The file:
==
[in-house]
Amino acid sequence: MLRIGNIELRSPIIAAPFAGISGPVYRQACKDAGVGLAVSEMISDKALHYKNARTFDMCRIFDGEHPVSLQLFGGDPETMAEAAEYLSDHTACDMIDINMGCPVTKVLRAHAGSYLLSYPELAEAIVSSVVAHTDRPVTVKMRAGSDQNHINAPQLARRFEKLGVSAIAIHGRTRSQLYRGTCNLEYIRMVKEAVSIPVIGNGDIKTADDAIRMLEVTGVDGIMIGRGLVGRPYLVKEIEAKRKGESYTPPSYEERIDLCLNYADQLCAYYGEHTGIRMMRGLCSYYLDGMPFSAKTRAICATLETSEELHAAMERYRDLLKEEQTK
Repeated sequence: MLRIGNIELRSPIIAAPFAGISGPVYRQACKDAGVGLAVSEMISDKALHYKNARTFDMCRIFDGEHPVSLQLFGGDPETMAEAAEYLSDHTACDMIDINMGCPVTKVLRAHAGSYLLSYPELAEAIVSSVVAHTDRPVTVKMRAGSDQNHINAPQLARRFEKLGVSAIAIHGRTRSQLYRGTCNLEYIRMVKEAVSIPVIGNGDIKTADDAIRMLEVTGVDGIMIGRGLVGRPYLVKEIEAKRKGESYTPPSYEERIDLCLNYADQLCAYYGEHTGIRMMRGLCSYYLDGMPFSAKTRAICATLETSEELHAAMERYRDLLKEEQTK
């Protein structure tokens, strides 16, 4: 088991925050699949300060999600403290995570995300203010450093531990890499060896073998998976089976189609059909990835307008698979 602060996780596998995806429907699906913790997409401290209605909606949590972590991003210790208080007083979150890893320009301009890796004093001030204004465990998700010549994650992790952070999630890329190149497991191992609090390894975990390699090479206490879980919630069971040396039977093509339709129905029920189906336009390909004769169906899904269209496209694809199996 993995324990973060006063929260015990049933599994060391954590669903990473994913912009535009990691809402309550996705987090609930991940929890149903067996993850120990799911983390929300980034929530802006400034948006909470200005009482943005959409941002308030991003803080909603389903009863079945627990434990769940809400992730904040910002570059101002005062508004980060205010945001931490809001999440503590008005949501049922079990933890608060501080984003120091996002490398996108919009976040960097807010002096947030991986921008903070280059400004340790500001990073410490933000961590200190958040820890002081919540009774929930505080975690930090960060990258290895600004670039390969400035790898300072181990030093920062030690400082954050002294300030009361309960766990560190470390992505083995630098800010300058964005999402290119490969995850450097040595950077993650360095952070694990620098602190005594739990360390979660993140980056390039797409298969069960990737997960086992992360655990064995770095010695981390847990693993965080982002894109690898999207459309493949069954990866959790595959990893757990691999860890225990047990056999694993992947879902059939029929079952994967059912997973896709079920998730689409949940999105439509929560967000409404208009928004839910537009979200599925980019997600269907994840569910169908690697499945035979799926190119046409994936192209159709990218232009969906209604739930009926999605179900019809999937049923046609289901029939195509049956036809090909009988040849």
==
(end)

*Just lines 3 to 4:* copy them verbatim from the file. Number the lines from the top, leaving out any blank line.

Repeated sequence: MLRIGNIELRSPIIAAPFAGISGPVYRQACKDAGVGLAVSEMISDKALHYKNARTFDMCRIFDGEHPVSLQLFGGDPETMAEAAEYLSDHTACDMIDINMGCPVTKVLRAHAGSYLLSYPELAEAIVSSVVAHTDRPVTVKMRAGSDQNHINAPQLARRFEKLGVSAIAIHGRTRSQLYRGTCNLEYIRMVKEAVSIPVIGNGDIKTADDAIRMLEVTGVDGIMIGRGLVGRPYLVKEIEAKRKGESYTPPSYEERIDLCLNYADQLCAYYGEHTGIRMMRGLCSYYLDGMPFSAKTRAICATLETSEELHAAMERYRDLLKEEQTK
């Protein structure tokens, strides 16, 4: 088991925050699949300060999600403290995570995300203010450093531990890499060896073998998976089976189609059909990835307008698979 602060996780596998995806429907699906913790997409401290209605909606949590972590991003210790208080007083979150890893320009301009890796004093001030204004465990998700010549994650992790952070999630890329190149497991191992609090390894975990390699090479206490879980919630069971040396039977093509339709129905029920189906336009390909004769169906899904269209496209694809199996 993995324990973060006063929260015990049933599994060391954590669903990473994913912009535009990691809402309550996705987090609930991940929890149903067996993850120990799911983390929300980034929530802006400034948006909470200005009482943005959409941002308030991003803080909603389903009863079945627990434990769940809400992730904040910002570059101002005062508004980060205010945001931490809001999440503590008005949501049922079990933890608060501080984003120091996002490398996108919009976040960097807010002096947030991986921008903070280059400004340790500001990073410490933000961590200190958040820890002081919540009774929930505080975690930090960060990258290895600004670039390969400035790898300072181990030093920062030690400082954050002294300030009361309960766990560190470390992505083995630098800010300058964005999402290119490969995850450097040595950077993650360095952070694990620098602190005594739990360390979660993140980056390039797409298969069960990737997960086992992360655990064995770095010695981390847990693993965080982002894109690898999207459309493949069954990866959790595959990893757990691999860890225990047990056999694993992947879902059939029929079952994967059912997973896709079920998730689409949940999105439509929560967000409404208009928004839910537009979200599925980019997600269907994840569910169908690697499945035979799926190119046409994936192209159709990218232009969906209604739930009926999605179900019809999937049923046609289901029939195509049956036809090909009988040849």